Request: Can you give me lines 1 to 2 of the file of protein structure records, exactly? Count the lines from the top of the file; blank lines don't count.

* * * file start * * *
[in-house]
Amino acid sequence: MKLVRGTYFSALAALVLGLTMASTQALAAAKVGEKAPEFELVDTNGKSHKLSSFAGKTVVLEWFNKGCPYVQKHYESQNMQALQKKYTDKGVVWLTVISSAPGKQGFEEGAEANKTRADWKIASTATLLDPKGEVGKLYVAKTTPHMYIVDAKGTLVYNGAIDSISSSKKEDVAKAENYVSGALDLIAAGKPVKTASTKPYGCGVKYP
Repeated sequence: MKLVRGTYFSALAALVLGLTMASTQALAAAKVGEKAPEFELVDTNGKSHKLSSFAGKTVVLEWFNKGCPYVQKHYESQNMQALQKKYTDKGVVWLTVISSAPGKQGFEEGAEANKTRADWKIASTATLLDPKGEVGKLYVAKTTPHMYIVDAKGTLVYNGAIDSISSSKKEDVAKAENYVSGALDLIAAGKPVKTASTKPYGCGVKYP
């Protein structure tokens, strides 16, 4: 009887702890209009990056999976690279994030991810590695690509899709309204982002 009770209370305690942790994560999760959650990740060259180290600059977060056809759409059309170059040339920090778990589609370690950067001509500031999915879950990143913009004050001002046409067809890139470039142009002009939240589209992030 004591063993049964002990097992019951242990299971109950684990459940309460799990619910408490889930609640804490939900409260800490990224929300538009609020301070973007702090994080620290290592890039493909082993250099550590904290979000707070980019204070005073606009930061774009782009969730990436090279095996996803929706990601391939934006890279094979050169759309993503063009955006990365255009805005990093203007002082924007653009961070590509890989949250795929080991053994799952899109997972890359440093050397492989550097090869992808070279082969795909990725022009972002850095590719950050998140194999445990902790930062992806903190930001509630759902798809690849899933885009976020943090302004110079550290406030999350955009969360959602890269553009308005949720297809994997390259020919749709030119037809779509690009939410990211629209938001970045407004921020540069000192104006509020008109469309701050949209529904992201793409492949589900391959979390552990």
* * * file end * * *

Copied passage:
[in-house]
Amino acid sequence: MKLVRGTYFSALAALVLGLTMASTQALAAAKVGEKAPEFELVDTNGKSHKLSSFAGKTVVLEWFNKGCPYVQKHYESQNMQALQKKYTDKGVVWLTVISSAPGKQGFEEGAEANKTRADWKIASTATLLDPKGEVGKLYVAKTTPHMYIVDAKGTLVYNGAIDSISSSKKEDVAKAENYVSGALDLIAAGKPVKTASTKPYGCGVKYP